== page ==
Did you know that some women are upset because Marissa Mayer, the Yahoo CEO, had the audacity to pose in Vogue and she looks stylish and even worse, pretty ?
They’re offended that a woman who is so smart, so accomplished, so successful – has admitted to liking fashion (gasp!) and then brazenly dares to be photographed in a fashion magazine, styled in designer clothes and actually looking (double gasp!) like a model.
Pepper Schwartz wrote this on CNN.com:
“We women would like to feel that for at least some of us, sheer competence would make looks a non-issue in our lives. We would like to think that a brainiac like Marissa Mayer wouldn’t need, perhaps would not want, to have a very public glamor shot as a career capstone.”
Really ? A career capstone ? I hardly think Marissa Mayer views her appearance in Vogue as a career capstone. Before she was made CEO at Yahoo, a $30 billion company, she was an executive at another little company called Google. In her 13-year run there, she rose from a programmer to an executive position managing hundreds of employees while she worked on technology that’s used millions of times a day, by millions of people: Google’s search engine. She acquired extreme wealth. But if you read any article about Mayer, the one-word description you’ll hear time and time again about her is how smart she is.
She may view her appearance as a feather in her cap, but more likely, she views it as good press for Yahoo – the company she’s in the process of turning around. It’s unfortunate that some people want to focus on the “sexy” photo in the Vogue article, where she’s stretched out on a lounge chair in a Michael Kors dress and Saint Laurent shoes. Perhaps if they bothered to read the feature article, written by Jacob Weisberg, they would discover a number of enlightening things about Marissa Mayer, the businesswoman; this isn’t some fluffy little piece about what’s in her handbag.
In short, the entire article is about her sheer competence. It may be accompanied by a photo of Ms. Mayer looking attractive and wearing designer clothes, but if that’s all you see, maybe you just don’t want to admit that a fashion magazine like Vogue has a substantial audience of smart women, who aren’t willing to be defined by just one thing they’re interested in: fashion. Women are a little bit more multidimensional than that – some of us even have careers, watch the news, attend college and read books and stuff.
Pepper Schwartz also says Mayer “has to take note of how pained a lot of women are about this fashion photo. Not just a few women felt hurt looking at the Mayer layout, wondering silently or out loud if acquiescing to this kind of shot means that for Mayer, and perhaps for other women, that “making it” and “having it all” needs to include being publicly admired for one’s allure. That’s a depressing thought for many talented women who are not beautiful or not sexy. They do not have that card to play and this layout could certainly make them wonder if selection for the top job requires being lovely. “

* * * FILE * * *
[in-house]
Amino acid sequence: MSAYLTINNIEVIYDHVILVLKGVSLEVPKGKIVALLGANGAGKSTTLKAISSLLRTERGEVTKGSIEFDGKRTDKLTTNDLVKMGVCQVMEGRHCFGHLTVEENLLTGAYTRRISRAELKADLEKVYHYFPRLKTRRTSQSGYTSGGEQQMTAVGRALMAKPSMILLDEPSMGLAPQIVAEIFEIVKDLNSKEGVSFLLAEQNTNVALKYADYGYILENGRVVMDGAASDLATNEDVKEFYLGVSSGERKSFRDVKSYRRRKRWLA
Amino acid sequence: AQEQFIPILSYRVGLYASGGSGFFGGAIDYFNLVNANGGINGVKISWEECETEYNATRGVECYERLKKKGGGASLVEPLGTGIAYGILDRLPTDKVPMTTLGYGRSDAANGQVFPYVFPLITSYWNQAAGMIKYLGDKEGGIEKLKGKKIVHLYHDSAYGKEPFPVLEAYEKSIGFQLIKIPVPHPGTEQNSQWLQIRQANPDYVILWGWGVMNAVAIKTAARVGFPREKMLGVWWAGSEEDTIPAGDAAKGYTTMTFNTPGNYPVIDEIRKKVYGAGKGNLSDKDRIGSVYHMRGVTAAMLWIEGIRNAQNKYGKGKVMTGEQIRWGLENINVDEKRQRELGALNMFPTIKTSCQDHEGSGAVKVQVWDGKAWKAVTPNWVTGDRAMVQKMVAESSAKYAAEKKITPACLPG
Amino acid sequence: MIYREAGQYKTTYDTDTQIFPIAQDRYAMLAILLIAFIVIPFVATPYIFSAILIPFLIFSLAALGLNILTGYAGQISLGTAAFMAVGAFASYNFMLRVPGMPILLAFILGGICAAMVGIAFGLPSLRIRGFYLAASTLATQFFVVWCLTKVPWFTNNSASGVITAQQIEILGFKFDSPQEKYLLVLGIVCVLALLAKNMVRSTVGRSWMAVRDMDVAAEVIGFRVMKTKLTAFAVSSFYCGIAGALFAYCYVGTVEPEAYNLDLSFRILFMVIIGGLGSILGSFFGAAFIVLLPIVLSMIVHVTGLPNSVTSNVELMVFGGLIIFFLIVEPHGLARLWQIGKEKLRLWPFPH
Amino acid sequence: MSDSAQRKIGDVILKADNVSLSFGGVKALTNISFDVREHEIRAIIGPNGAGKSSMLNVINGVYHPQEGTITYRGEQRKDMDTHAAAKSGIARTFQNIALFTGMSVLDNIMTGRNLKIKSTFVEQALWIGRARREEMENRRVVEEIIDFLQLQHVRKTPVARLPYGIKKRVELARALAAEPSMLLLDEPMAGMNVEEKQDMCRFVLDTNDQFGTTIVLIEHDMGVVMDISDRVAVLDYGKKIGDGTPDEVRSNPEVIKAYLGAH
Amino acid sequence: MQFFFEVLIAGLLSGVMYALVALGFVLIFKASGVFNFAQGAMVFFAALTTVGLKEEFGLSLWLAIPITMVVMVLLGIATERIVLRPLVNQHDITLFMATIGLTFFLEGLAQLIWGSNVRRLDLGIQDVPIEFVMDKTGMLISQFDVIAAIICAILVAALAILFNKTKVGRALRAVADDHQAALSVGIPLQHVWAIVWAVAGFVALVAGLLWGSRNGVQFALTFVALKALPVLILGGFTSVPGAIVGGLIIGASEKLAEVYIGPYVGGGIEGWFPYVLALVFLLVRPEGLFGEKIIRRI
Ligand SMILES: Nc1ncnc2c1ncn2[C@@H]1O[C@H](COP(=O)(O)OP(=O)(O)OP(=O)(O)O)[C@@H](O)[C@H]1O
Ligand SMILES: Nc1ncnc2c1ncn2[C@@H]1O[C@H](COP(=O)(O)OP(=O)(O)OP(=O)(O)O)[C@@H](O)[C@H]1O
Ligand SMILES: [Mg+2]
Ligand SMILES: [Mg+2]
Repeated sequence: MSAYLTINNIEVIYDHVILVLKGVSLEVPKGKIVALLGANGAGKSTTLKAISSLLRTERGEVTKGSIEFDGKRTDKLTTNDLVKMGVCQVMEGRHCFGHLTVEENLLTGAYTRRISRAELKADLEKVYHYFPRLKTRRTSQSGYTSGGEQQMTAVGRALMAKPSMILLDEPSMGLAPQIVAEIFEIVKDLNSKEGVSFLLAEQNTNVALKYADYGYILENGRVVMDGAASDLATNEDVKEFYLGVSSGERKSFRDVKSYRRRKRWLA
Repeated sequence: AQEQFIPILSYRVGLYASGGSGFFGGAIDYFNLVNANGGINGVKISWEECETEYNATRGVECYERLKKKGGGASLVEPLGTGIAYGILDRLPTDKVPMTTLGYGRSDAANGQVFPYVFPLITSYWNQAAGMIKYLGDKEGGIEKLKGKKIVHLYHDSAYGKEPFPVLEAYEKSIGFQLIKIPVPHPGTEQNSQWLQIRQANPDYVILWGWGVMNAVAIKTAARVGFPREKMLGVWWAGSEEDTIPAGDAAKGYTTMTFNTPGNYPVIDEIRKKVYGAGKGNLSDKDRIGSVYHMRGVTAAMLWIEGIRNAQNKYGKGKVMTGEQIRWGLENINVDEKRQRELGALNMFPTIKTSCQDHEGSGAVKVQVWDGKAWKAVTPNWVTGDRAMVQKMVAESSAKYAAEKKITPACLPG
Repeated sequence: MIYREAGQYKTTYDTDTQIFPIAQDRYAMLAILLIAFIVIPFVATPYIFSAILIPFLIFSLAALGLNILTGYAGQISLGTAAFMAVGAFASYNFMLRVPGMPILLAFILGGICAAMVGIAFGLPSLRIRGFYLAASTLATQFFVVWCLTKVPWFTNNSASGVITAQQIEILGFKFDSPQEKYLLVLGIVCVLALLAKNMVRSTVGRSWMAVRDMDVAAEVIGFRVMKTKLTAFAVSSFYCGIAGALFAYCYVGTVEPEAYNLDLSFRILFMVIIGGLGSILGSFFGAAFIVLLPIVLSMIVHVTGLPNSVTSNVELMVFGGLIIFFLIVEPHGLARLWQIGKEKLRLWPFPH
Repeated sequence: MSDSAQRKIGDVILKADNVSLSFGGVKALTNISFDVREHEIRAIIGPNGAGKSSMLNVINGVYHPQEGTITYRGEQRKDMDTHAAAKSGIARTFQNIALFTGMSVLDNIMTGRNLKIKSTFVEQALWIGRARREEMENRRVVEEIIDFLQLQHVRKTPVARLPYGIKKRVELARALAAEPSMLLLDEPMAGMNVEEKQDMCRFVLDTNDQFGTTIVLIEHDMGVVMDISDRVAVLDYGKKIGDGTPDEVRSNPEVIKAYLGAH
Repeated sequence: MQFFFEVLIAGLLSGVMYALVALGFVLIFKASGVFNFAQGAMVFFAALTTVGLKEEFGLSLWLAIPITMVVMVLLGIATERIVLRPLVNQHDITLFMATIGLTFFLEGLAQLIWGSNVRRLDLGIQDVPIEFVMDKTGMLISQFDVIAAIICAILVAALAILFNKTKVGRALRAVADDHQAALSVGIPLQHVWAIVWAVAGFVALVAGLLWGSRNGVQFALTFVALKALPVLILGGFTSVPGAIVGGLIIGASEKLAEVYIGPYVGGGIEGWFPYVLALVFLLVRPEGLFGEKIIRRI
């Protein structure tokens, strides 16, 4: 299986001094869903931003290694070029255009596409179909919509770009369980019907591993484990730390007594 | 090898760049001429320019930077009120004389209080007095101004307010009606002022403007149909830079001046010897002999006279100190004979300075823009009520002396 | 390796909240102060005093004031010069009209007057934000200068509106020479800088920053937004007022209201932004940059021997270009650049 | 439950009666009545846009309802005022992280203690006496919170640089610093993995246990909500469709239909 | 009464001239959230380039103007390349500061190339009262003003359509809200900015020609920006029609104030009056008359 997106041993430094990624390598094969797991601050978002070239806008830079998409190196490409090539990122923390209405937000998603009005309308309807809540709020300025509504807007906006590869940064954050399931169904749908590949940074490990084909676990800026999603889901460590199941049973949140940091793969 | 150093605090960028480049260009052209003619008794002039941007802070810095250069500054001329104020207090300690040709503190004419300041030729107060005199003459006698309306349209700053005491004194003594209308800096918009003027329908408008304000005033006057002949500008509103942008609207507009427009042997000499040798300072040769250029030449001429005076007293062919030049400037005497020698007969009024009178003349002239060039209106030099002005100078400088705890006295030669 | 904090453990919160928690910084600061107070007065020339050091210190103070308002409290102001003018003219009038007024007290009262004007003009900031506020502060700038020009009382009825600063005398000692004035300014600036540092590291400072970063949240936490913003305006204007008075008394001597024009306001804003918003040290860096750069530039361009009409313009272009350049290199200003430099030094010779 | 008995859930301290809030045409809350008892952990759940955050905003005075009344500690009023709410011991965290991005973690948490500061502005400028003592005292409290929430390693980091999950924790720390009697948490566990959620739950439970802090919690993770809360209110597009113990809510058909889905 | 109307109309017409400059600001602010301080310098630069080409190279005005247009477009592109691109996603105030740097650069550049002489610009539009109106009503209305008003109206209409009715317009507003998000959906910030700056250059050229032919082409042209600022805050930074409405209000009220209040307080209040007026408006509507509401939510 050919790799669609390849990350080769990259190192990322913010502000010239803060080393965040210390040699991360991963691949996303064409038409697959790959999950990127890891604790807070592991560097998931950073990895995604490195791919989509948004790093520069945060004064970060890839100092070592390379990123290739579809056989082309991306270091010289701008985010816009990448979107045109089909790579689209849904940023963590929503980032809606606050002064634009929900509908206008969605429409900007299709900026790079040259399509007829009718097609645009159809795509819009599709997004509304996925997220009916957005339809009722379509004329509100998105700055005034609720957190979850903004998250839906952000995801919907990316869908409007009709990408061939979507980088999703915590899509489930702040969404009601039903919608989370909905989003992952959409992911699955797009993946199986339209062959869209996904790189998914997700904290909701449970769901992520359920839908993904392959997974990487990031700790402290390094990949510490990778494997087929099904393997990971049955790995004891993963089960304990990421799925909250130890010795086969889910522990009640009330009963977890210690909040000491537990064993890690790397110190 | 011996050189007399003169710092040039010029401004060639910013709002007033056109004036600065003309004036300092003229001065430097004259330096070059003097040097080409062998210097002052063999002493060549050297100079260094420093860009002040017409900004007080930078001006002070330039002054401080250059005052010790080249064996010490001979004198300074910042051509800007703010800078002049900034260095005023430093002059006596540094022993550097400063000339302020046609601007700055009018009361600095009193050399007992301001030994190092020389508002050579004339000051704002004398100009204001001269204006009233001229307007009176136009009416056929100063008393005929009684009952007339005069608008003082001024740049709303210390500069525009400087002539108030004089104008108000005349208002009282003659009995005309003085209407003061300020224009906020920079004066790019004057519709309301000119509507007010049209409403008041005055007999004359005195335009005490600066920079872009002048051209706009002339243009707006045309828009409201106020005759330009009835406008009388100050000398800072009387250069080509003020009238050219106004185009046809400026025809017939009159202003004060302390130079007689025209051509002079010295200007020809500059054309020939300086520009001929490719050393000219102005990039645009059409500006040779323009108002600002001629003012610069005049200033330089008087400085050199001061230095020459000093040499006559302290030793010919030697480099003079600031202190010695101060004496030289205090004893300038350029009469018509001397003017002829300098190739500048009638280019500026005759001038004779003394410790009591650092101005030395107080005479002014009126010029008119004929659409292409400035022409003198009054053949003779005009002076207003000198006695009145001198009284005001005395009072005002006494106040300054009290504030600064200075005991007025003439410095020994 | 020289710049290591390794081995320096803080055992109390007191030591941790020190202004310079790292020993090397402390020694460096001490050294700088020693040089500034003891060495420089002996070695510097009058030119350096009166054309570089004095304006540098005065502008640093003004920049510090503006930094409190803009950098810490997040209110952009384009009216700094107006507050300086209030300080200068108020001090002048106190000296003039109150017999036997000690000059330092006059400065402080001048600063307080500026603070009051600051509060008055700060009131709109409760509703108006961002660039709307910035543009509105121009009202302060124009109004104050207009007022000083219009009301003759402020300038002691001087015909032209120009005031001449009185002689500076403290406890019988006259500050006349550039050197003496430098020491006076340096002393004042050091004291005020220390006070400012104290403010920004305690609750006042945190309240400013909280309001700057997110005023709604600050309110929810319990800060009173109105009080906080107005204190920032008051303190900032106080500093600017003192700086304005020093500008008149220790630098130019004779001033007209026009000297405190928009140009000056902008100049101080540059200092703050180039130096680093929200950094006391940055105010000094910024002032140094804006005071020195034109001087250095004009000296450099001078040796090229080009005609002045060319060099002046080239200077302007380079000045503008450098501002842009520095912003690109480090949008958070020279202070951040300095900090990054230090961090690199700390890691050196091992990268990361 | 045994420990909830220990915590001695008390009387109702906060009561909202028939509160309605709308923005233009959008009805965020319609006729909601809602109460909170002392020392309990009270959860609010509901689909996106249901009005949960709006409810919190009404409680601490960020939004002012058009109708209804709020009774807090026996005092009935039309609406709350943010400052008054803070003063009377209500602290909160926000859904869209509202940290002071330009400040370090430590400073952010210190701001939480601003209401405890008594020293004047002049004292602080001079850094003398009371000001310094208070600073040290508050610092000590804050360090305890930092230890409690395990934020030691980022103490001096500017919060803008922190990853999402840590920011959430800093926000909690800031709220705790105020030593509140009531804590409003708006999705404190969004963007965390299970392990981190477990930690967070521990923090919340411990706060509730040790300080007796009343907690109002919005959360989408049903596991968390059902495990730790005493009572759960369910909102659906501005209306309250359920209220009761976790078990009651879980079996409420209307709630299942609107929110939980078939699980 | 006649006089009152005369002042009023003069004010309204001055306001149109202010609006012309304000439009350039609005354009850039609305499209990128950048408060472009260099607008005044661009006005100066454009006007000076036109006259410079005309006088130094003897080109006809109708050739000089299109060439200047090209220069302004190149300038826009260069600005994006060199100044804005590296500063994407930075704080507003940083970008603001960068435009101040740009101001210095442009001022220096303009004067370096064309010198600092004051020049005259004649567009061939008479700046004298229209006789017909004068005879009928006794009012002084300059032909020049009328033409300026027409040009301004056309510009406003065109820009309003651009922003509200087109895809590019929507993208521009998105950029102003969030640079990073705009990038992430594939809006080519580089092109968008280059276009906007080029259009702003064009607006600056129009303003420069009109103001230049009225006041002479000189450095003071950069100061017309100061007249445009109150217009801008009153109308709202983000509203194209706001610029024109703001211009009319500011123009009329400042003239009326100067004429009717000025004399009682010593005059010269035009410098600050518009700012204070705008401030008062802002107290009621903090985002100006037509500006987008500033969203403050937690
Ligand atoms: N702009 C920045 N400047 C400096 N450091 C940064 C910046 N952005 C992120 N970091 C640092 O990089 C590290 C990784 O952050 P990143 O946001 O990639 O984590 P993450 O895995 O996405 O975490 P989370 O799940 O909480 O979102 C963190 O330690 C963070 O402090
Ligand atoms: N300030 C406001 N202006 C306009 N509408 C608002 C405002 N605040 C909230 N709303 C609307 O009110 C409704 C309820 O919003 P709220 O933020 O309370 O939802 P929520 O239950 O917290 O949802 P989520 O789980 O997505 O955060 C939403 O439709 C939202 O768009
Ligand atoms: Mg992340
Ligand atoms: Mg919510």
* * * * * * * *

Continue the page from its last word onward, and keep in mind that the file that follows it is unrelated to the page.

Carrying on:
I think it’s insulting to suggest that talented women might be depressed and think they can’t make it to the top if they’re not pretty. The women I know who have made it to the top of their professions have relied less on their talent and looks, and a lot more on hard work. I doubt they look at Marissa Mayer and silently think the only reason she is one of a handful of female executives running a tech company is because she’s pretty.
Here’s a newsflash: Women know that appearing in Vogue and looking pretty doesn’t mean you don’t contribute to society in meaningful ways.
Michelle Obama has been on the cover twice. She looks pretty; that must be why.
Gabrielle Giffords, the Arizona congresswoman who survived a violent gun attack and now speaks out for gun control, looked pretty in the March 2013 issue. Of course, we’ll never forget her Ralph Lauren turtleneck and the soft lighting.
And then there are those pesky celebrities who get featured in Vogue for doing good in the world. I mean really, an entire article devoted to Charlize Theron supporting aids prevention in South Africa ? How confusing for all of us Vogue readers to have to separate that from her Dior ads.
Personally, I’m much more offended by people who think if you like fashion, you must not be smart enough to care about real issues. Reading Vogue, or Elle, or any of the other substantive fashion magazines, doesn’t make you some shallow little twit. It’s ridiculous to suggest that because a woman appreciates fashion, or beautiful clothes, or a lovely photograph, she’s incapable of forming intelligent opinions about people in the spotlight.
While there are certainly many occasions for women to grouse about gratuitous sexy photos being used to draw attention to meaningless issues, Marissa Mayer’s photo in Vogue isn’t one of them.
Please weigh in below, smart girls. Do you agree that this is much ado about nothing ?
(Photo credits: Marissa Mayer in Vogue, photo by Mikael Jannson, found on CNN.com. Michelle Obama, Vogue covers, from Huffington Post. Gabriele Giffords photo, Livewire Talking Points. )